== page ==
February 20 – April 7. Opens March 11.
Isabelle Huppert stars in a play by Florian Zeller (The Father) as a woman suffering from clinical depression and grasping for stability after her grown children move on to build lives of their own.
May 12 – July 7. Opens June 13.
A musical adaptation of Sue Monk Kidd’s beloved novel, with music by Duncan Sheik and book by Lynn Nottage, about two runaways in 1960s South Carolina, taken in by beekeeping sisters.
Although, as with Park Ave Armory, St. Ann’s Warehouse primarily presents avant-garde European exports, this Brooklyn theater climbed up in my preference thanks to Taylor Mac’s homegrown “ 24-Decade History of Popular Music ,” then nailed it with “The Jungle.” Its production of “Oklahoma!” is moving to Broadway.
The Wooster Group brings the 1965 LP to life, channeling the voices of the men performing work songs, blues, spirituals, preaching and toasts on the record via an in-ear receiver, and providing context via the book Wake Up Dead Man: Hard Labor and Southern Blues.
April 20 – May 12
Adapted and directed by Enda Walsh from a novel by Max Porter, the play tells the story of Crow visiting a family whose mother just died. “This sentimental bird is drawn to the grieving family and threatens to stay until they no longer need him.” Stars Cillian Murphy.
IRISH REPERTORY THEATER
Listed here because it’s offering the “Sean O’Casey season”
January 30 – May 25, 2019
March 9 – May 25, 2019
April 20 – May 25, 2019
In their second year in their new location at the Cherry Lane in the West Village, Primary Stages has a promising season lined up.
January 16 – February 15
In Leah Nanako Winkler’s play, five Kentuckians face mortality in very different ways.
“May to June”
Kate Hamill’s take on Louise May Alcott’s novel
The shows at Lincoln Center’s Off-Broadway venues are inexpensive (especially at the Claire Tow theater, where initial-run tickets cost $20) and often rewarding. I’m hoping that someday they will be literally more inviting to independent New York theater critics.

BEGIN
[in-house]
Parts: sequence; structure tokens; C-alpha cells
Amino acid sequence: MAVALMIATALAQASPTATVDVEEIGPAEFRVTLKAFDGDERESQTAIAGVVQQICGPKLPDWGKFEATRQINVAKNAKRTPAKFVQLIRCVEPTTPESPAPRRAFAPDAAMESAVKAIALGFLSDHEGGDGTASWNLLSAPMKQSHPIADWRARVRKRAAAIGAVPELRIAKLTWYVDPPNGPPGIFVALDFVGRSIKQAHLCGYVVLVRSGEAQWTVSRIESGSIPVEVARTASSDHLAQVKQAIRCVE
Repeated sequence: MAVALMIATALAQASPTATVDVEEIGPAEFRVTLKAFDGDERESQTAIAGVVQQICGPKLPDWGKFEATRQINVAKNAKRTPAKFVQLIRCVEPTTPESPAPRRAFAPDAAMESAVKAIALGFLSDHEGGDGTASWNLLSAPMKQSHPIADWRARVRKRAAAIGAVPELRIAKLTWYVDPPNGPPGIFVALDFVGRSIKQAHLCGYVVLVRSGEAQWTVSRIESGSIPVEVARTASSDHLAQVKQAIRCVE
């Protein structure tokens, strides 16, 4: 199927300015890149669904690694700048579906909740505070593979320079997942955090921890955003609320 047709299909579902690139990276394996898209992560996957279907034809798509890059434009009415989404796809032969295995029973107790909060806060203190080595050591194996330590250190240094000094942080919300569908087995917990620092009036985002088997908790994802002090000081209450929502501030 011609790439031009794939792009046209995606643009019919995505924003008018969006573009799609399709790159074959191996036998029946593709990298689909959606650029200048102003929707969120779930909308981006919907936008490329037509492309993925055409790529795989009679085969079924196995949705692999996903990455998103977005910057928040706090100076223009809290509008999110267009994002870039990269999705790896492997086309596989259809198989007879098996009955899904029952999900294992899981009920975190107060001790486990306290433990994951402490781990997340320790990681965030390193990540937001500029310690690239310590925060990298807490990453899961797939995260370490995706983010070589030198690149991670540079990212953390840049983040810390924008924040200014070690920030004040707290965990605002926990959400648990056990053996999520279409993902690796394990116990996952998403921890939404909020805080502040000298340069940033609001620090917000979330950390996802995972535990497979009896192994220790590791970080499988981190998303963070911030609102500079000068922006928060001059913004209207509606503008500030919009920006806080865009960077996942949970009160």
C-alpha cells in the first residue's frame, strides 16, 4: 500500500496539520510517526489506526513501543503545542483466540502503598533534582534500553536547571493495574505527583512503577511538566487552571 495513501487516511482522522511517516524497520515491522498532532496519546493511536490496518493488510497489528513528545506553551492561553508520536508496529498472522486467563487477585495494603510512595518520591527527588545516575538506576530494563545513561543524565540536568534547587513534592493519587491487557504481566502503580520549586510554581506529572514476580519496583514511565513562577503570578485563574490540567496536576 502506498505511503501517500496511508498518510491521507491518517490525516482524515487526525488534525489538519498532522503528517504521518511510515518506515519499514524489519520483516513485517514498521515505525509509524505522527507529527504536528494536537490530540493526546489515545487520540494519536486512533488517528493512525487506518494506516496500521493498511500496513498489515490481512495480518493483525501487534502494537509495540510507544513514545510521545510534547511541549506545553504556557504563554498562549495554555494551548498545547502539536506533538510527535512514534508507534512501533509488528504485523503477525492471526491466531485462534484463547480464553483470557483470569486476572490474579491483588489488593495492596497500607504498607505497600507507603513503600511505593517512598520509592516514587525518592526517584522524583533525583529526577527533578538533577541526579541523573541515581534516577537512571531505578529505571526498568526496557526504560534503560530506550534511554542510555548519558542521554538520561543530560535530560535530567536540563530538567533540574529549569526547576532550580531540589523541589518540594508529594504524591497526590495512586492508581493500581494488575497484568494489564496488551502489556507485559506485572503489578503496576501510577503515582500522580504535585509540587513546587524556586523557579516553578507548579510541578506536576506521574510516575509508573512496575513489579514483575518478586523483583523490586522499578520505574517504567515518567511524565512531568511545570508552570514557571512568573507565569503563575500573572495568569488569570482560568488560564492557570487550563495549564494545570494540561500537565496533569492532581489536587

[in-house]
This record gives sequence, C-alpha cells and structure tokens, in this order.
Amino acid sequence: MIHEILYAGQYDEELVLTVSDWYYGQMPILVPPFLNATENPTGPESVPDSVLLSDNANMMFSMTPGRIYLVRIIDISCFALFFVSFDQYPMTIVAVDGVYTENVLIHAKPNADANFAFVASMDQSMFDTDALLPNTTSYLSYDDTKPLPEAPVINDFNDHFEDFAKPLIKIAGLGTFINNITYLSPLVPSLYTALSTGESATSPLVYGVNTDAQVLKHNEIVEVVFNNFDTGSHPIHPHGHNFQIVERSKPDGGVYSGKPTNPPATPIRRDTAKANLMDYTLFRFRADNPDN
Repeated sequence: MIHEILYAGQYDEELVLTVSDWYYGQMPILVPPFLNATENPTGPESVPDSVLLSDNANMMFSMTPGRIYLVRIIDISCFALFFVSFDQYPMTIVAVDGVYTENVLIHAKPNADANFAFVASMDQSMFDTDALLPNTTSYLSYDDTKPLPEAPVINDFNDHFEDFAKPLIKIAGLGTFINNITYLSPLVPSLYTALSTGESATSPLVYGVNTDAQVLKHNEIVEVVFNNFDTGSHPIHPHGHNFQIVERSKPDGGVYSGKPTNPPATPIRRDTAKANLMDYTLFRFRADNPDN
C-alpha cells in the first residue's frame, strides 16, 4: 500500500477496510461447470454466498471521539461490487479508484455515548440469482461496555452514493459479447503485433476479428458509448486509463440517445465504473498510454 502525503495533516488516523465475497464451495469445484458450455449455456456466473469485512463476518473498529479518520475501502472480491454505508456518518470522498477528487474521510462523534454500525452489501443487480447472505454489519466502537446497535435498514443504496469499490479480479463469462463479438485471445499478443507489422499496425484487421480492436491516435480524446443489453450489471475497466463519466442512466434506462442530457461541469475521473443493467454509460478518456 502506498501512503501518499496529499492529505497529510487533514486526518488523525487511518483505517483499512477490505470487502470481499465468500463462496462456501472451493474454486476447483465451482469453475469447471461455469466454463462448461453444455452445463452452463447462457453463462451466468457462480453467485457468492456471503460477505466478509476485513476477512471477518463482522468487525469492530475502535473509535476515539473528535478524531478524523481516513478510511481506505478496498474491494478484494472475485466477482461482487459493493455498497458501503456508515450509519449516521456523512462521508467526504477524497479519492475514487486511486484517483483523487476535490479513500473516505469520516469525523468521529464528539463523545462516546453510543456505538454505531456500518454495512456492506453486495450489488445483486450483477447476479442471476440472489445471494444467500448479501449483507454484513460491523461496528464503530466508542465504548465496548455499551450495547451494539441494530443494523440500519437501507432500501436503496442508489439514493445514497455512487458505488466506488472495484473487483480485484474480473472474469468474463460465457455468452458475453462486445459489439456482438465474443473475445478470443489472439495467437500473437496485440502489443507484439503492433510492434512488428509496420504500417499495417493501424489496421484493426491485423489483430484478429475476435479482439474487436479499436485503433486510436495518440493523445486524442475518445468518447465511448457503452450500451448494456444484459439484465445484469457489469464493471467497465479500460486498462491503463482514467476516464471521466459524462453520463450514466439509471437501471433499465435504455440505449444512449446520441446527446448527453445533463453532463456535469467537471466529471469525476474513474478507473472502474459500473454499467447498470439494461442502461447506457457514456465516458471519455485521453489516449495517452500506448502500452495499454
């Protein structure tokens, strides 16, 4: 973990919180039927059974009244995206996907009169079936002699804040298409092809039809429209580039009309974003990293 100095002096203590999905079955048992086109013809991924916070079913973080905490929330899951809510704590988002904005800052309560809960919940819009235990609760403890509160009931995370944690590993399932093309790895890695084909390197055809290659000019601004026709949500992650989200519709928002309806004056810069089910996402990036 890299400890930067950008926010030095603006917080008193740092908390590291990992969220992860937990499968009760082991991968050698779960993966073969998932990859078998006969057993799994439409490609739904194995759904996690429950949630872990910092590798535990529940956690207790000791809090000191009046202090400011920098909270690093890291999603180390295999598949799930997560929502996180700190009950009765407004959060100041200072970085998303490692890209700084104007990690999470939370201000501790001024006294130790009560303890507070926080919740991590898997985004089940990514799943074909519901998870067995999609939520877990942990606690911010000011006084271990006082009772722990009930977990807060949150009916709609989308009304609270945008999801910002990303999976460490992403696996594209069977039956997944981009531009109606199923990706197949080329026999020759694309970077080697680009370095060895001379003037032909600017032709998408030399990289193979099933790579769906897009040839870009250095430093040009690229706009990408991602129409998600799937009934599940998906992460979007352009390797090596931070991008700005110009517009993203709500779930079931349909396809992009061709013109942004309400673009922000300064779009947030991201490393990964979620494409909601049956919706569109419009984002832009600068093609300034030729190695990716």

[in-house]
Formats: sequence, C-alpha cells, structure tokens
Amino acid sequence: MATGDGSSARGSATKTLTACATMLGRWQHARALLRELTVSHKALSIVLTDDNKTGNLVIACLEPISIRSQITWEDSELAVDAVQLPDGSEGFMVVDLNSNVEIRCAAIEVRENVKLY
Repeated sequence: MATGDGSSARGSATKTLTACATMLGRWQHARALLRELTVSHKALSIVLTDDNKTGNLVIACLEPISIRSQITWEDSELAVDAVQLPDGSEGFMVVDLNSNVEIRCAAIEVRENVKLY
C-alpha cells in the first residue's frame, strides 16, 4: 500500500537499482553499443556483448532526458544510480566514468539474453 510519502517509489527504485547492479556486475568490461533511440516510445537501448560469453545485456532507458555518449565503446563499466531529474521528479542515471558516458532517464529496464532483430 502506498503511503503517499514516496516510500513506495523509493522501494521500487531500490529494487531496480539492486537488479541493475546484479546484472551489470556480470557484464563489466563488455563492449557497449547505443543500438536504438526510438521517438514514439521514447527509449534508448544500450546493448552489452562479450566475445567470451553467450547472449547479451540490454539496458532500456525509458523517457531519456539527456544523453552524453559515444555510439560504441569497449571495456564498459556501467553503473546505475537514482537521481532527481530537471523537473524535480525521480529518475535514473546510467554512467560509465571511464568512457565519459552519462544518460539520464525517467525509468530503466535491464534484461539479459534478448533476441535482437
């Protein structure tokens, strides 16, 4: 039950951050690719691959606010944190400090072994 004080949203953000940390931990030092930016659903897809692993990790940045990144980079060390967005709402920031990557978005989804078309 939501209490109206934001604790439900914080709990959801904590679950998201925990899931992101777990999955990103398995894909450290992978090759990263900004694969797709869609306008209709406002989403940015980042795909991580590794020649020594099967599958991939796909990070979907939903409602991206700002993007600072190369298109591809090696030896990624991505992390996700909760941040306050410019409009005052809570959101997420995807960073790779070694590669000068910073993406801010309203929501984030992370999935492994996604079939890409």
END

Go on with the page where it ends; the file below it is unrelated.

February 9 – March 24
In this new play by Jackie Sibblies Drury (Fairview), Mary (Quincy Tyler Bernstine) is an ambitious Jamaican woman determined to live a grand life; her adventures take her across oceans and eras, from a battlefield of the Crimean War to a contemporary nursing home, and many times and places in between.
February 21 to May 5
In a new play by John Guare, John Larroquette portrays a playwright turned New York stockbroker, who ventures from Manhattan to Nantucket island one day on a surreal errand. “He gets mixed up with a giant lobster, Roman Polanski, a pornography ring, Walt Disney, stranded children, a murder, and Jorge Luis Borges…”
ROUNDABOUT* LAURA PELS
The empire that is now Roundabout includes three Broadway theaters, and that’s where most of the attention is focused, mostly on star-studded revivals, especially musicals. But its fourth building houses two Off-Broadway theaters (one of them a tiny “Black Box” theater.) It is in its Off-Broadway facility that Stephen Karam’s The Humans originated, which went on to Broadway and Tony love. The Roundabout’s “Underground” series discovers new playwriting talent, with tickets priced at $35.
January 12 – April 7. Opens February 19.
Fiasco Theater reimagines Stephen Sondheim’s musical about a trio of showbiz friends who fall apart and come together over 20 years, going backwards in time.
May 4 – June 30. Opens May 30.
Playwright Selina Fillinger’s new drama slips into the jagged cracks of a sex crime’s aftermath—the guilt, the grief, and the ways we grapple with the unthinkable.
May 23 – August 11. Opens June 20
Uzo Adubi stars as the first woman to go pro in the Negro Leagues, in this play by Lydia Diamond directed by Pam McKinnon, based on a true story.
This looks like a good lineup, but It’s hard to embrace a theater completely when you don’t get to see many of its plays.
February 12 – March 31. Opens March 5
In what sounds like a recent Supreme Court case, Debra Jo Rupp portrays a baker in North Carolina who refuses to create a wedding cake for a same-sex couple. The difference — one of the brides is the daughter of a dear friend, now deceased. The play is by Bekah Brunstetter (who writes for the TV series This Is Us.)
May 7 – June 9. Opens May 21
Though the description doesn’t tell us very much — a comedy “in six takes where storytelling and science collide…” — it is written by Beth Wohl (playwright of the odd but satisfying Small Mouth Sounds) and directed by Rachel Chavkin (Natasha, Pierre & the Great Comet of 1812).